Maybe it's that point and the humour in the poem that make it one of the more commented on in the book. One editor who turned down the book asked if she could post the poem on her bulletin board. It's the humour that makes this work, though. When I strip the poem down and say what it's about, it seems almost comically preachy. More and more I use humour as a way to conceal my deeply rooted didacticism.

AH: You write short stories and screenplays as well as poetry. When you sit down to write something, do you know what genre it will end up being? Is there ever a turning point where a poem gets long and becomes a short story or a short story has a lot of dialogue and becomes a screenplay, for instance?

JB: What happens more often is that I'll flesh out an idea in one form and the idea will nag at me in the following weeks as if there were more I could do. For example, "Love and Literacy" hints at a Cupid who's lost his memory. Well, that little idea became my third screenplay, Bessie's Personal Hitman. And another poem alludes to Genghis Khan and how he flirted with Taoism near the end of life but then rejected it. That became a one-act play, "Genghis Khan Meets the Tao." The bigger challenge for me these days is to figure out how I can do something involving both poetry and photography, but the two forms seem to keep taking me in different directions. Overall, I'm only really frustrated that I can't work at each of these things full time and be poet, screenwriter, SF writer and photographer all at once.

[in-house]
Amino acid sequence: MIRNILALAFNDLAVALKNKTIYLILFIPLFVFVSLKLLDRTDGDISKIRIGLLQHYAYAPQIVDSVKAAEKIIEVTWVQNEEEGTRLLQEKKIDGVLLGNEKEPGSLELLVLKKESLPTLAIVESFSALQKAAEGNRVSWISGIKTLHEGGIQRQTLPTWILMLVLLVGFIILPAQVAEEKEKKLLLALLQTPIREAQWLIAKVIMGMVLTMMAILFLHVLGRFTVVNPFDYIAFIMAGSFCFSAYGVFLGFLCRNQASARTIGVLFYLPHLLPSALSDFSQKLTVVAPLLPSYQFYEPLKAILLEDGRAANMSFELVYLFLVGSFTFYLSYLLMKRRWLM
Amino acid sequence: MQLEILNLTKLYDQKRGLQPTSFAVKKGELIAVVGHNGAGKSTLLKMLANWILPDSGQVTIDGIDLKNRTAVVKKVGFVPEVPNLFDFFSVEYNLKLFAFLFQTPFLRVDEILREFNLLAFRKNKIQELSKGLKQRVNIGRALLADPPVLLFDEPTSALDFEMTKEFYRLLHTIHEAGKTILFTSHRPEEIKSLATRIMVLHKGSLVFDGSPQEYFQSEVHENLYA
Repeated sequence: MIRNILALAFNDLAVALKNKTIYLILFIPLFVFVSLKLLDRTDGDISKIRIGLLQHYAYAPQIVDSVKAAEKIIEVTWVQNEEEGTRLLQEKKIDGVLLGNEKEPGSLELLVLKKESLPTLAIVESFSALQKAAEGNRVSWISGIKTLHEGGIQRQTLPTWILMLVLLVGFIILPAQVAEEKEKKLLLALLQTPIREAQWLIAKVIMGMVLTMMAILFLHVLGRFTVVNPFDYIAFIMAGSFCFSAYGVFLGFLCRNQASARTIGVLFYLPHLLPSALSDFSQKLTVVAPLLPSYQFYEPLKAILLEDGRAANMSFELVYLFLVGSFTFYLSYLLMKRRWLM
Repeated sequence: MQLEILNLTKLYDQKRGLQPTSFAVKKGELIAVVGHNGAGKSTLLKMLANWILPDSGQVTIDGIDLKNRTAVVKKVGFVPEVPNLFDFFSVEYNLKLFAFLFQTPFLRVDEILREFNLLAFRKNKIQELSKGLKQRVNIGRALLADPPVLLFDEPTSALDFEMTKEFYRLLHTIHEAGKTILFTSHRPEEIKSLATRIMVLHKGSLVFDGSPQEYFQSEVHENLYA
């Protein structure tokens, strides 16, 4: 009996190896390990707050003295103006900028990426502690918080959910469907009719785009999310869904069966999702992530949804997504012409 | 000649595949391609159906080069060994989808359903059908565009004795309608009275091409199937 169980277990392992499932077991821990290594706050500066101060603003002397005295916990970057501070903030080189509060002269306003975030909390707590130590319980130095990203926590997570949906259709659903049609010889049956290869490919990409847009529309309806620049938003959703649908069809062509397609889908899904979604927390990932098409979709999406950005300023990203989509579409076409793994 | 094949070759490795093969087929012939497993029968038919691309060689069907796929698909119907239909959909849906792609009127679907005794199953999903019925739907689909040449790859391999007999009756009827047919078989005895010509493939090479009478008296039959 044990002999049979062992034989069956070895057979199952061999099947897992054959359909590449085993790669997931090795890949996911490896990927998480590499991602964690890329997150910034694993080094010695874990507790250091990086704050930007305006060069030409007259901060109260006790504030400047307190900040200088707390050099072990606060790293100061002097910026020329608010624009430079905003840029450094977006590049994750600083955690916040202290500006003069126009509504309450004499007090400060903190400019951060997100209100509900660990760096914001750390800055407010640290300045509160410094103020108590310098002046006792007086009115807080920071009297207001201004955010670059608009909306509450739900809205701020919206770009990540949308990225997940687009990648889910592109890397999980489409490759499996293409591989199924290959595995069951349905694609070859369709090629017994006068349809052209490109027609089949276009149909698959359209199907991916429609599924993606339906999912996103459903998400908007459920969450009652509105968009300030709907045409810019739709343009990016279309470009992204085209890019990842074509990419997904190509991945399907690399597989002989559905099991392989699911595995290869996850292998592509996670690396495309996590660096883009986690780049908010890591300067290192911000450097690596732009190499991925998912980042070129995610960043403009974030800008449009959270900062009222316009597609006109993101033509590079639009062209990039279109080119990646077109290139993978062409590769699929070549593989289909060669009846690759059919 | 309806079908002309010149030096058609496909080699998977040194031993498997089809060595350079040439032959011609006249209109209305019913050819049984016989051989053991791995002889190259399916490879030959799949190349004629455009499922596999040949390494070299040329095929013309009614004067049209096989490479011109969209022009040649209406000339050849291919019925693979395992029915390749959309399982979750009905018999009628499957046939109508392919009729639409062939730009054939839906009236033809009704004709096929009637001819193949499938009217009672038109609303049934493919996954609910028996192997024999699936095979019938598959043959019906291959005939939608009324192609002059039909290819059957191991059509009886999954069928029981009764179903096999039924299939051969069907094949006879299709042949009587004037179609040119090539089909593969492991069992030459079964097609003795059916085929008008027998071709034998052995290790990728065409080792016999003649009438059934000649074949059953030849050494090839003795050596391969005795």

AH: Could you talk about the Stroll of Poets (a href="" target="_blank">, in Edmonton, who the members were/ are, where the name came from? Did it begin as a writing workshop meeting on a regular basis and evolve from there? I see from the website they have a weekly reading series. That is quite frequent and suggests and active group of members.